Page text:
F-16’s Were Sold To Pakistan As a Nuclear Deterrence – Wikileaks Douments

According to Wikileaks documents, the only reason the US agreed to sell F-16 fighter jets to Pakistan was in case of any eventuality so that Islamabad could fall back on conventional warfare and not resort to utilising its nuclear weapons.

Even as India continues to insist that Pakistan violated the F-16 purchase agreement with the US during the aerial clash with India on 27 February, a correspondence of Anne Patterson, the then-US ambassador in Islamabad’s with the State Department in 2008, reads that F-16 aircraft, armed with AMRAAMS, were meant to essentially buy time to delay Pakistan considering their nuclear option in a conflict with India.

Given India’s overwhelming military superiority, this would only be a few days but would allow critical time to mediate and prevent nuclear conflict, according to WikiLeaks.

The cable between the former US ambassador in Islamabad Anne Patterson and the State Department in Washington on 24 April 2008 clearly states that the deal, among other things, meant to assuage Pakistan’s fears of an “existential threat it perceived from India.”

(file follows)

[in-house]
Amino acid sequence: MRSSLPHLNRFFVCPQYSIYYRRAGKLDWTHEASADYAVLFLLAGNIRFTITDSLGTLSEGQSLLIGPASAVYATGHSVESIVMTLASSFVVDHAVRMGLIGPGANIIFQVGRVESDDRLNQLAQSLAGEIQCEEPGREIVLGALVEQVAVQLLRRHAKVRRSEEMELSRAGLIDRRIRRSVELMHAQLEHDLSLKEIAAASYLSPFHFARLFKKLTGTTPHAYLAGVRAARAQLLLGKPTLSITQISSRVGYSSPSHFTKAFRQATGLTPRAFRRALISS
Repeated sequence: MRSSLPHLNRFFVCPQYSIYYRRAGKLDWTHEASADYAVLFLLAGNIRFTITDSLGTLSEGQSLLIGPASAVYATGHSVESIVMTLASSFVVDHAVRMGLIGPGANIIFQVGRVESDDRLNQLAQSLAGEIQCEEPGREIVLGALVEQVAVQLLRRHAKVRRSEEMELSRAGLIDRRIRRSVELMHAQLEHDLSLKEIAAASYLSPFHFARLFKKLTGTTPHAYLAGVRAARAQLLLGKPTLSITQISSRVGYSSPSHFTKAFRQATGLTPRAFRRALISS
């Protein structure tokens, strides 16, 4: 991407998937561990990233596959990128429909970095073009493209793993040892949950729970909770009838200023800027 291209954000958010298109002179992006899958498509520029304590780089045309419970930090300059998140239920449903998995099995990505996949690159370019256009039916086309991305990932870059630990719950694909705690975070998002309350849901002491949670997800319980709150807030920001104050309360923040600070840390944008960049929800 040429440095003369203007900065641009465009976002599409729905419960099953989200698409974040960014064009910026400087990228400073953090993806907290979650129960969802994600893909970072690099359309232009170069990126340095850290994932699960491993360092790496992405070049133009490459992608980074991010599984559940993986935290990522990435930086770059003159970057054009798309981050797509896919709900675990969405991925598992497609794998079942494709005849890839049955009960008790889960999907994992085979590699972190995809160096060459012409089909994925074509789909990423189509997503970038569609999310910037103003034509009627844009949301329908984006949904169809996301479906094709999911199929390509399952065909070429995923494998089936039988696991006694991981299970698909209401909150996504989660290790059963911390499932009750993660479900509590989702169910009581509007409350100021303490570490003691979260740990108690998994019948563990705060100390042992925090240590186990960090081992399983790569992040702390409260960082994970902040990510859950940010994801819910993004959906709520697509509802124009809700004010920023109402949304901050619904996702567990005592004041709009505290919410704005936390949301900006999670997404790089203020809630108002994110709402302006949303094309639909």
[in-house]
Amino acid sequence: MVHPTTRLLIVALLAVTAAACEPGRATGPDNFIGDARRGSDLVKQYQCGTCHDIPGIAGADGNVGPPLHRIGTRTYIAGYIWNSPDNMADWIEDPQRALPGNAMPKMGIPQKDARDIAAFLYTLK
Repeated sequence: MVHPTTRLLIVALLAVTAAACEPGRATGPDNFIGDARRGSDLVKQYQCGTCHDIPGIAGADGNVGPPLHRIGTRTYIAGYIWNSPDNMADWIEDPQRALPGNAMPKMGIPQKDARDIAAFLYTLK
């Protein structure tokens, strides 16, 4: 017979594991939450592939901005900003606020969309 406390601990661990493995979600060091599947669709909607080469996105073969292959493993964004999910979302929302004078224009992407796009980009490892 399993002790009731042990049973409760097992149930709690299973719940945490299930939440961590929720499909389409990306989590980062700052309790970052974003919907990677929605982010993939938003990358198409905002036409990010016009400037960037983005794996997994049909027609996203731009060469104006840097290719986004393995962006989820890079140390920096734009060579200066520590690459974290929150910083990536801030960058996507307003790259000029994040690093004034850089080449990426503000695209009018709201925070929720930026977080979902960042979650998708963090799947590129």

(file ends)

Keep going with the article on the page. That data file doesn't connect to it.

The US Is Addicted to Sanctions, But Iran Will Withstand: Iranian Minister

“To overcome overwhelming Indian military superiority, Pakistan developed both its nuclear/missile program and its air power. F-16 aircraft, armed with AMRAAMS, essentially buy time to delay Pakistan considering the nuclear option in a conflict with India. Given India’s overwhelming military superiority, this would only be a few days, but these days would allow critical time to meditate and prevent nuclear conflict,” were the views of Anne Patterson, the then-US ambassador in Islamabad.

Following the 27 February aerial clash, the Indian Air Force demonstrated parts of an AMRAAM missile which fell down inside Indian territory. Though Pakistan denied having used F-16s in the dogfight, India argued that Pakistan does not have any other fighters capable of firing an AMRAAM missile.

Other News at EurAsian Times

Comments